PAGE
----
Energy companies powered to big gains on Wednesday, leading the broader US stock market higher, after reports Opec nations were moving closer to an agreement to cut oil production.
Stocks switched between gains and losses for most of the day and most industries did not move much.
However, energy firms surged on Wednesday afternoon only hours before Opec confirmed a preliminary agreement had been reached to curb oil production.
"It just creates a lot of optimism that the worst is over for investors," said Brian Youngberg, energy analyst at Edward Jones.
The Dow Jones industrial average rose 110.94 points, or 0.6%, to 18,339.24.
The Standard & Poor's 500 index added 11.44 points, or 0.5%, to 2,171.37. The Nasdaq composite edged up 12.84 points, or 0.2%, to 5,138.55.
A little more than two years ago, a barrel of oil cost around $100 but a huge supply glut built up as the US and other countries produced more and more oil and the global economy slowed, which hurt demand.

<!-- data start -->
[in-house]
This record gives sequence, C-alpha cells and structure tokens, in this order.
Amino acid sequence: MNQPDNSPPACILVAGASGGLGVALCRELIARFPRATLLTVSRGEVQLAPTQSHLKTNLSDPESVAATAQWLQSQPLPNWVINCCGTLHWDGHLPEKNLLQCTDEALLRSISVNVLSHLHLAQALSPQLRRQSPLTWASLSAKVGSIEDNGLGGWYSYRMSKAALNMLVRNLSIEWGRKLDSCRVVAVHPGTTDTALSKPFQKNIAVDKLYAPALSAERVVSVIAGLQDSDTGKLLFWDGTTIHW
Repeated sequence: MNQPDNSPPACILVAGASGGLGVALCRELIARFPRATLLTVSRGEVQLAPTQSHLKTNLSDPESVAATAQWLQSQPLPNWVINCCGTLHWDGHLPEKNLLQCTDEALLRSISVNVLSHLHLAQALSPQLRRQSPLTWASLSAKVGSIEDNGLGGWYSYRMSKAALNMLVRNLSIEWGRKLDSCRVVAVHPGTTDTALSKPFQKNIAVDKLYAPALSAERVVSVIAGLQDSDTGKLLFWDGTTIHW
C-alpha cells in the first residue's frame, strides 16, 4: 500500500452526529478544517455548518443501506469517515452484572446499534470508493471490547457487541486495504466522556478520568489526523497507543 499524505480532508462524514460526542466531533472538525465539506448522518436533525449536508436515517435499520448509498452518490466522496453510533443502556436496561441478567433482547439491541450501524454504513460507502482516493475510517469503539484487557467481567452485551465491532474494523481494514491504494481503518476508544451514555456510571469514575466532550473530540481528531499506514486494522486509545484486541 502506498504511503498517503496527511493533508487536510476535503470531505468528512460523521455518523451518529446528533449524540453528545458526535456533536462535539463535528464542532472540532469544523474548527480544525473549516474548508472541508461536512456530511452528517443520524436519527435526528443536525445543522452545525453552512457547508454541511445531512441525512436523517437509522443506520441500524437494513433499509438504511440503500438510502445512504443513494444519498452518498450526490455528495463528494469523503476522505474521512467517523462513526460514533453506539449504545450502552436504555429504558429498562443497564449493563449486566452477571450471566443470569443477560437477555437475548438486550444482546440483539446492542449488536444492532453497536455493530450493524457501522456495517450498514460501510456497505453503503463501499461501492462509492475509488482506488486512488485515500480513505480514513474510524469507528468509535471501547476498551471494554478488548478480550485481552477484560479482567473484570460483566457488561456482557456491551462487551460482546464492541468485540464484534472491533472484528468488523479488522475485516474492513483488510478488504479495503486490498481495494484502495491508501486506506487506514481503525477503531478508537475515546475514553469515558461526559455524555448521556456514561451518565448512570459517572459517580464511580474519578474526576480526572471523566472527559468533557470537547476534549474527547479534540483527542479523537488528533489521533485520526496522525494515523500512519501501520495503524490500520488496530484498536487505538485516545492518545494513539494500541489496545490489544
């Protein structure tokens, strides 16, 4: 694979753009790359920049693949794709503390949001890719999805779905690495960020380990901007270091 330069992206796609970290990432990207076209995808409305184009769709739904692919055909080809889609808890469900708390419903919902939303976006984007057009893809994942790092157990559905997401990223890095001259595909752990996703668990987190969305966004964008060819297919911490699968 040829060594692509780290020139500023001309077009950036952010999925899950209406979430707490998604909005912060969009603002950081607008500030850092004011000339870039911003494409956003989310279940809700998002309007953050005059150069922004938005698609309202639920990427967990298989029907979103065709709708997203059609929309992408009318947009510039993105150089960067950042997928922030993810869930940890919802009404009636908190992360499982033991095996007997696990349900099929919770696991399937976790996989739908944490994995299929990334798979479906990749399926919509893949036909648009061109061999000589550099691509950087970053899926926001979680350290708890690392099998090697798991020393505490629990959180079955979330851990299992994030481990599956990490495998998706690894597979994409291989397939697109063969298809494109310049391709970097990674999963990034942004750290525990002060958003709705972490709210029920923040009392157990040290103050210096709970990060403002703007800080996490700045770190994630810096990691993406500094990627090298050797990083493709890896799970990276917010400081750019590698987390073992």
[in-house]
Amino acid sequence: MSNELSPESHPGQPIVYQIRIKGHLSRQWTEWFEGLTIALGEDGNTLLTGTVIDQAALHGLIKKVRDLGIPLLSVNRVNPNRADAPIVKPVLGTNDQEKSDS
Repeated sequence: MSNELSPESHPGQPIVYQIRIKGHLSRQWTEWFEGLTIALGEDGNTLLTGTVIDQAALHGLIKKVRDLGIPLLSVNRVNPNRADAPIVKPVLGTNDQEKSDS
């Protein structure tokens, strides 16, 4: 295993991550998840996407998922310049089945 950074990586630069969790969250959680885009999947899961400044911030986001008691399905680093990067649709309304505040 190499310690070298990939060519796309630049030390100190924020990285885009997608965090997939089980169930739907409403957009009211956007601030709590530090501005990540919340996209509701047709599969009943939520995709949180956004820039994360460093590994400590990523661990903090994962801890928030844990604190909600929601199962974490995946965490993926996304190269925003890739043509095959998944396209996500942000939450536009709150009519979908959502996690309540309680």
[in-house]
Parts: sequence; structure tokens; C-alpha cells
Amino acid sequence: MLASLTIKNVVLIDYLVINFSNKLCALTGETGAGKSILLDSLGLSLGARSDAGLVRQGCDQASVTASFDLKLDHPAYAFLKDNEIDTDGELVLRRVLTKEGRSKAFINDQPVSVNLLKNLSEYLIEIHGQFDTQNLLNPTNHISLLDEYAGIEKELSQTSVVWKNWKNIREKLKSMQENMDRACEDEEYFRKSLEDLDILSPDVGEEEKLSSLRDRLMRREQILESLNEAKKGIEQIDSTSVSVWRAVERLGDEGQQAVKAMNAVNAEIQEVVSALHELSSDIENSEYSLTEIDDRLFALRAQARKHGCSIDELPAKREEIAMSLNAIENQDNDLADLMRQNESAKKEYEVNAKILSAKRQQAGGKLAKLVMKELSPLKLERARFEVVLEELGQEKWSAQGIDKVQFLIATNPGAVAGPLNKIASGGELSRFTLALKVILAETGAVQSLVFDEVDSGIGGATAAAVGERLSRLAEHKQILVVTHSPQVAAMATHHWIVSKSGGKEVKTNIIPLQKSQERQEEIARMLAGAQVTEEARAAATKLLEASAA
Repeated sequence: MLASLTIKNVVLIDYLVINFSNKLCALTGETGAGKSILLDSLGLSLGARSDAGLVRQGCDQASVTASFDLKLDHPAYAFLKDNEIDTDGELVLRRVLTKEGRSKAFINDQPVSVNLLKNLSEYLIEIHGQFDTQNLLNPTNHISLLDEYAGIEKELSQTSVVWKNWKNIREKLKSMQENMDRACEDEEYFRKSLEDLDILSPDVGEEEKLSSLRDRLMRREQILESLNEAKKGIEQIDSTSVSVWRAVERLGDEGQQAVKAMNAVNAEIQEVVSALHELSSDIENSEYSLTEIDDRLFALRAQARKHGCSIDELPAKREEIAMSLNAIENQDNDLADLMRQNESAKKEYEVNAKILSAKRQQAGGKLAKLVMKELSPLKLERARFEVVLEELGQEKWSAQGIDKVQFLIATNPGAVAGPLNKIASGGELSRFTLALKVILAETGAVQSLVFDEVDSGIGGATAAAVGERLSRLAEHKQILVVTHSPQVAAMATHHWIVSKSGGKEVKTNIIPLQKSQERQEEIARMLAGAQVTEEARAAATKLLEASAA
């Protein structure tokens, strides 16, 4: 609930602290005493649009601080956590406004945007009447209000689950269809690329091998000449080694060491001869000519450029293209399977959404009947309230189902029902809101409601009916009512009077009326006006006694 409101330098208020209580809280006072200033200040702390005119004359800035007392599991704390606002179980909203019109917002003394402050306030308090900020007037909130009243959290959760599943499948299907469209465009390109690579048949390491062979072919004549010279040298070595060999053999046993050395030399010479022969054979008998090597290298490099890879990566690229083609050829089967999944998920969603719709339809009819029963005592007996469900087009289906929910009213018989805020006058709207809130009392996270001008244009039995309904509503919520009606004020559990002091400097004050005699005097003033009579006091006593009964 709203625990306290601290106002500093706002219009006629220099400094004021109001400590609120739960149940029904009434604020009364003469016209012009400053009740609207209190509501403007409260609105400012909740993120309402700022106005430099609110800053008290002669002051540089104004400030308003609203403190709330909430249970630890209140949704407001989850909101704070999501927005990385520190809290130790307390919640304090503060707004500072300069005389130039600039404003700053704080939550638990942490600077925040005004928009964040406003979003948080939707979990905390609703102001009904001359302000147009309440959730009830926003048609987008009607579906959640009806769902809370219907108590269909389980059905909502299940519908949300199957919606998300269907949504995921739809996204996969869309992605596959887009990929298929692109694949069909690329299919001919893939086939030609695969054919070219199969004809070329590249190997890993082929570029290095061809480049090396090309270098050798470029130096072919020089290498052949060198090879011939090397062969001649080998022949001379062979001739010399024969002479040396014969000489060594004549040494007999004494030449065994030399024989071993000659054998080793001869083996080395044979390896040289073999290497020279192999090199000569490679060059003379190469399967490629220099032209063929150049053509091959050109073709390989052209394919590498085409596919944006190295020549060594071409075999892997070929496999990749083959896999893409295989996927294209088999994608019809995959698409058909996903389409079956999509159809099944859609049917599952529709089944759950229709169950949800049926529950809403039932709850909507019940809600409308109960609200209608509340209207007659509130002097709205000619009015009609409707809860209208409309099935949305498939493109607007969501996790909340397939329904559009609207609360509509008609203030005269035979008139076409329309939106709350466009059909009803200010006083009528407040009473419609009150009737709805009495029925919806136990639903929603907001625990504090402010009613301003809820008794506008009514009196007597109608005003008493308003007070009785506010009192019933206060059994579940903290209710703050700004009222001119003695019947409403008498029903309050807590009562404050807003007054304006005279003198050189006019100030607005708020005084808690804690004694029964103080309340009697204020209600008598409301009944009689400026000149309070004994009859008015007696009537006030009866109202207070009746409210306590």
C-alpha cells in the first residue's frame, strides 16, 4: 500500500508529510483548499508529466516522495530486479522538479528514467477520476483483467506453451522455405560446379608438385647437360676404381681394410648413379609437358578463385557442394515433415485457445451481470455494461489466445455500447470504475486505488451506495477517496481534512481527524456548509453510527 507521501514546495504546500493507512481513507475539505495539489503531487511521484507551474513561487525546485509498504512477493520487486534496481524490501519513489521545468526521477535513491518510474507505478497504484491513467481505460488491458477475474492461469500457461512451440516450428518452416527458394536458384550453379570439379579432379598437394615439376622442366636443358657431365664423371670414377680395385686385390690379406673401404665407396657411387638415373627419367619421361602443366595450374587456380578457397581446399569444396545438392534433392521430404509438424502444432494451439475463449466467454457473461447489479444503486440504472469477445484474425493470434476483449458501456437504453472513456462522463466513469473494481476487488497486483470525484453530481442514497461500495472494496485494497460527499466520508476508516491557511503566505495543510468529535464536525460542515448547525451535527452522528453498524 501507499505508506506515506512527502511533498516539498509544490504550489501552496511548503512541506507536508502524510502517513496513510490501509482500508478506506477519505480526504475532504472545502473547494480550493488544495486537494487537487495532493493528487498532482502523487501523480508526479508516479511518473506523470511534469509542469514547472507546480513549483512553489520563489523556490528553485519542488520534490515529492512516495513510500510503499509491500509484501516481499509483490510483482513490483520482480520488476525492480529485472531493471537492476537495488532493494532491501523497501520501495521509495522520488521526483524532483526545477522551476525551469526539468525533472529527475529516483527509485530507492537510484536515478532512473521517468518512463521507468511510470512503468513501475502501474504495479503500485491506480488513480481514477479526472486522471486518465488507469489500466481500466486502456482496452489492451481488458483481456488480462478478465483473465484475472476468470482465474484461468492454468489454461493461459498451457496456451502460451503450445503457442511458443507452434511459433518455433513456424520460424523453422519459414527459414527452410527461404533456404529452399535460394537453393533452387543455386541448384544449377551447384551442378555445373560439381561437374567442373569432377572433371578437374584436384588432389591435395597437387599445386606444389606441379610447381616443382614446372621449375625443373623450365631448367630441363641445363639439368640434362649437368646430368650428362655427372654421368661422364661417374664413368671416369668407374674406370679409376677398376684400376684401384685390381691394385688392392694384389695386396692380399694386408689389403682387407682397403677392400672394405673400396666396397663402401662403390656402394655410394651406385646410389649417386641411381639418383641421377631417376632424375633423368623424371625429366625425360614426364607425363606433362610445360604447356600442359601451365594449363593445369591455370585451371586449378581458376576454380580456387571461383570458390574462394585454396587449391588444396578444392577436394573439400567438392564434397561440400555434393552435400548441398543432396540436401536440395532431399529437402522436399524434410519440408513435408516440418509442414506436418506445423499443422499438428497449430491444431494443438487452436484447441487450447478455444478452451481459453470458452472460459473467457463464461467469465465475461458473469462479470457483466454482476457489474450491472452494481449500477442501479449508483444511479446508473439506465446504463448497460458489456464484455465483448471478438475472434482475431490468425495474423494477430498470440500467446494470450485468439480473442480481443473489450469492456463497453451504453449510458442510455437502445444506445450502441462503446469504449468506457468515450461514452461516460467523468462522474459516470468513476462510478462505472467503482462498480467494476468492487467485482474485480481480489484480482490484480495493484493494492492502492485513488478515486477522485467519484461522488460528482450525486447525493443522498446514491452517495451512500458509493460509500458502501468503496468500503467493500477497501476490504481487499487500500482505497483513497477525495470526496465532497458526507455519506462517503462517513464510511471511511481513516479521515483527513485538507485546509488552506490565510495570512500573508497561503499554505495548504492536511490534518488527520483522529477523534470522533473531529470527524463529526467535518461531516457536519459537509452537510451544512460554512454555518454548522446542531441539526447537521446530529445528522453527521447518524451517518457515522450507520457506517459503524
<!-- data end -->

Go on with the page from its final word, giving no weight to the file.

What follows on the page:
Oil hit a low of $26 a barrel in February and has traded between $40 and $50 a barrel since April, but investors doubt the price will rise further without limits on production. Opec produces more than a third of the world's oil.
Benchmark US crude jumped $2.38, or 5.3%, to $47.05 a barrel in New York. Brent crude, the international standard, rose $2.72, or 5.9%, to $48.69 a barrel in London.
Exxon Mobil picked up $3.66, or 4.4%, to $86.90 and Chevron leaped $3.17, or 3.2%, to $102.15.
Mining and industrial companies also climbed. The Dow was aided by a big gain for heavy machinery maker Caterpillar, which climbed $3.71, or 4.5%, to $86.59.
Phone companies suffered some of the largest declines.
AT&T fell 61c, or 1.5%, to 40.85 dollars (£31.37) after a UBS analyst downgraded the company to "neutral" from "buy".
Analyst John Hodulik said profits will get squeezed as the companies offer trade-in deals to try to win customers. He cut his profit forecast for Verizon, which lost 43c to $52.06.
AT&T has climbed 19% this year and Verizon has risen 13% as investors sought stocks that pay big dividends while bond yields remain low.